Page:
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Marine Worms

 

We tend to think of those pink (often dead) worms in our garden when we think of worms, but they're on the beach too - and looking very different.

 

Don't sue me if you don't actually see a worm though - what you are more like to see is signs that a worm is around, rather than the actual worm itself.

 

Sea Mouse or Aphrodita

 

The sea mouse is a type of polychaete worm (segmented, bristly worms) known as a scaleworm that can grow up to 30 centimetres long but are more usually around 10 or 15 centimetres in length. They feed on small crabs and hermit crabs and other worms. To warn off predators, they are covered in bristles which can flash green, blue or red.

They are common all round the coast of Britain but not found very often.

Lynn Martin found the sea mouse pictured in Westward Ho! in May 2017.

Ragworm

 

Ragworms are more commonly found in rockpools than when beachcombing but as this one turned up in a whelk shell I picked up on the strandline, I thought it deserved a place here. Another form of polychaete worm (see sea mouse above), ragworms like to hide in shells, under stones, and in silty sand, They forage for whatever they can find to eat - plant or animal, they are not fussy. Called ragworms as they go completely limp if picked up.

Parchment tube worms

 

These paper tubes - maybe a centimetre or more in diameter - are made by the parchment tube worm and afixed to the sea bed for the worm to live in. The worm itself looks actually more like a water-born centipede than a worm with a whole load of wriggling 'legs' along its body. The worm eats plankton floating in sea water - a filter feeder.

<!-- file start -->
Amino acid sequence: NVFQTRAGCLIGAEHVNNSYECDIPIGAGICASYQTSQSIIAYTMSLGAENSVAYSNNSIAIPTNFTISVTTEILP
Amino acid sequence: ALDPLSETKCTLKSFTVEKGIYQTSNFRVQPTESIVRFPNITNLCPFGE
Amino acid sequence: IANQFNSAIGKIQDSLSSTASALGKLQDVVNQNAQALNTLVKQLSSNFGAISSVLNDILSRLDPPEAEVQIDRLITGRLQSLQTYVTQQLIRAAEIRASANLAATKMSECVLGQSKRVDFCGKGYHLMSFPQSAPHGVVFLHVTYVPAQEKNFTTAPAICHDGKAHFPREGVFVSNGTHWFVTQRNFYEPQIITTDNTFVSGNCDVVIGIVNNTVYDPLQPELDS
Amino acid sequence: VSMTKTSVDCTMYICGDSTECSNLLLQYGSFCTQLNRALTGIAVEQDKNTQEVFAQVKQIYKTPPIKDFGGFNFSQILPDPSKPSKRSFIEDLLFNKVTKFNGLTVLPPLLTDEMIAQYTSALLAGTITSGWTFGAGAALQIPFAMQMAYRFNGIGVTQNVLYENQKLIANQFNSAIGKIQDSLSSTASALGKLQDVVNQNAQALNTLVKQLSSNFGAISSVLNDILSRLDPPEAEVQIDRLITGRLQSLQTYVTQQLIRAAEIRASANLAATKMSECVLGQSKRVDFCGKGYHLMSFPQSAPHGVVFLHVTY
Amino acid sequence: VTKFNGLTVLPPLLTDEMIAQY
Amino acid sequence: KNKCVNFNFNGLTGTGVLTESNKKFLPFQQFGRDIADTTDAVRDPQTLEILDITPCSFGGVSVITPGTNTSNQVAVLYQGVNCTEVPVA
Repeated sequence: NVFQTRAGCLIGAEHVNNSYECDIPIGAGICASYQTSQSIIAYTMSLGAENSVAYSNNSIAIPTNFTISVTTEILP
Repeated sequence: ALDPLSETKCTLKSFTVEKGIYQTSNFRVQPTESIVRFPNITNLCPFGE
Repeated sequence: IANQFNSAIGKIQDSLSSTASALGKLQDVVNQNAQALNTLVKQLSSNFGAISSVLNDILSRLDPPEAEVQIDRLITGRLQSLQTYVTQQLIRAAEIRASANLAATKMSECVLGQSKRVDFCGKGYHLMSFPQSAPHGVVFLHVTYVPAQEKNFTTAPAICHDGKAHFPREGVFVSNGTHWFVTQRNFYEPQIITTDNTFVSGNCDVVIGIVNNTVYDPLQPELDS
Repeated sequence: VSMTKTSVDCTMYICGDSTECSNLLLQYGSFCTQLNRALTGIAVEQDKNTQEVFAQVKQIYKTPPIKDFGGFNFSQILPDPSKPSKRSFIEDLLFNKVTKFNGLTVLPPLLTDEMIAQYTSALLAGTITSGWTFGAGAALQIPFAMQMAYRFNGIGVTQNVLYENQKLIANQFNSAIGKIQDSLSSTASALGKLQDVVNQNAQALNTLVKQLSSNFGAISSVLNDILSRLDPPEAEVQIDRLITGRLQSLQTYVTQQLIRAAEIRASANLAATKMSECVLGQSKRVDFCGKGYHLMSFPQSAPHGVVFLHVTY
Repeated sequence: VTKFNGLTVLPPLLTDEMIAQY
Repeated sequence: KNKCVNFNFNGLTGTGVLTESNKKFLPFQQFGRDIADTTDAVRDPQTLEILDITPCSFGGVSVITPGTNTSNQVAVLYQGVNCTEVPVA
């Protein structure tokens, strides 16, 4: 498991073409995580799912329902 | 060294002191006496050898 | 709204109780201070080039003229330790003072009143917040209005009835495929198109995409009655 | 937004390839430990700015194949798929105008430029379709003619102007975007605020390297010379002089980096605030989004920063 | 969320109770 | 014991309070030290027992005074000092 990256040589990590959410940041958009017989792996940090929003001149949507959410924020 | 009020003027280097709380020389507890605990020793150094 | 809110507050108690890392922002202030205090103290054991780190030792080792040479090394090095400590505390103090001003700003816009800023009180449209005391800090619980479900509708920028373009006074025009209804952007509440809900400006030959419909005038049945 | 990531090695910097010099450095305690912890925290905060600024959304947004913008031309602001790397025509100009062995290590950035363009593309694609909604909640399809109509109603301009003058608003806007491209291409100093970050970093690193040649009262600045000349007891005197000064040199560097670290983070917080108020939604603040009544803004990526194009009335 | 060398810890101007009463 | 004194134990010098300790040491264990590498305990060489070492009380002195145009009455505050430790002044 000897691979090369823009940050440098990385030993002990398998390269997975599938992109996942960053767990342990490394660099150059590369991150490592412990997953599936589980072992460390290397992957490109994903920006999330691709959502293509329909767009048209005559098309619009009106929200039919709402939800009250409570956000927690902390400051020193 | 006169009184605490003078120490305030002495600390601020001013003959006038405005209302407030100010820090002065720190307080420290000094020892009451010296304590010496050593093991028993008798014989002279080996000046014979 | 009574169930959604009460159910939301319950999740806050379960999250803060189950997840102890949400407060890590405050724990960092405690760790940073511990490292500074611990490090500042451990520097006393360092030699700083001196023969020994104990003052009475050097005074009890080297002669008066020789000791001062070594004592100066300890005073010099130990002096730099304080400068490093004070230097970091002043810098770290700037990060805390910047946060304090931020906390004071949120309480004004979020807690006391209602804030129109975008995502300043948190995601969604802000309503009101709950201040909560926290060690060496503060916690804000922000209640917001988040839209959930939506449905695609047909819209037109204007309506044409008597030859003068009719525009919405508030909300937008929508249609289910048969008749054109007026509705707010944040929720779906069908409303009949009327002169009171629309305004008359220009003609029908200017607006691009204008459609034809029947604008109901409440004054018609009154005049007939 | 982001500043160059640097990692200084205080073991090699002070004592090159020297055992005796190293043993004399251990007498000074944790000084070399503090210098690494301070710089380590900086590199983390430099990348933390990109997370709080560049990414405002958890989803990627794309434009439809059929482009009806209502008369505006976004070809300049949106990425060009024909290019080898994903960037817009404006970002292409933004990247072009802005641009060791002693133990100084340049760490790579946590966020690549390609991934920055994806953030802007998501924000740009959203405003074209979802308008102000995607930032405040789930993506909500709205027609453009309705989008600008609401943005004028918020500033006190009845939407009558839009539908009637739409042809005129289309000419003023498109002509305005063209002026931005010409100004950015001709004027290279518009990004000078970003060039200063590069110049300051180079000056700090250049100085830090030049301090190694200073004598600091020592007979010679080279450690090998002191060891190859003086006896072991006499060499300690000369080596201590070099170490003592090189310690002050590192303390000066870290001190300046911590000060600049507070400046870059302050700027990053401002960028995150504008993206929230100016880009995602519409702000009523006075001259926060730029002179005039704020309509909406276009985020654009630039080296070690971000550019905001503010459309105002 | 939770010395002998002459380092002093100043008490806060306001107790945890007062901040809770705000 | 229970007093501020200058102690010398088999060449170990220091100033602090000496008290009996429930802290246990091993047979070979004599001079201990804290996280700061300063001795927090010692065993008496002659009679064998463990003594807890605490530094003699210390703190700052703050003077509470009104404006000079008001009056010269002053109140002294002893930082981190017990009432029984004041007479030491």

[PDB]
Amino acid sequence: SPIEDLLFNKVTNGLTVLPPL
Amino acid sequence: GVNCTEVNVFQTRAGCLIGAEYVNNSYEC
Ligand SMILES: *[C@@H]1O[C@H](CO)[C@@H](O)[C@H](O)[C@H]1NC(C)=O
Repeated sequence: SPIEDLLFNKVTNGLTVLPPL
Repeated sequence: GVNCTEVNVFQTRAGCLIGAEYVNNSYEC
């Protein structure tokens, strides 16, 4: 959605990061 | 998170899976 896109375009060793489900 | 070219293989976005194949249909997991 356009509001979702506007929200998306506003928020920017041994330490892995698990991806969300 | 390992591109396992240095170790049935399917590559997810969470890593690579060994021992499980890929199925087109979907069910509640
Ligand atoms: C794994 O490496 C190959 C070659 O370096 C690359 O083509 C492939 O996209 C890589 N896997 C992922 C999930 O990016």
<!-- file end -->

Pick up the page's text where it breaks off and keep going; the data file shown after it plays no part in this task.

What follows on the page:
Keel worms

 

Tubes on a stone or shell (or on just about anything else that is in the sea) are made by tiny worms. The worm lives in the tube and then, when it wants to feed, it pushes out its 'tentacles' (below right) with which it traps plankton from the sea water.

Spirorbis

 

Like the keel worms, the spirorbis worm makes itself a calcareous tube to live in (generally white or discoloured to cream or brown). These are tinier than the worms above - perhaps only three or four millimetres across - but the basic format of the worm is similar: it lives in the tube and puts out tentacles to feed. The spiroris spirals are almost exclusively found on wrack seaweeds.

Lug worm

 

Looking like a deposit of sandy poo, this is a sign of the lug worm. Of all the worms on this page, this is the one that looks most like our earth worm although you would have to dig fast and deep into the sand to see one. As they dig down, the sand they remove is piled up in the surface. They can grow to about nine inches (23 centimetres long).

Not a worm...

 

Yes, this does look very similar to the calcareous worm tubes above but no, it is not the same thing at all. it's actually a snail. Have a look at this page if you don't believe me.

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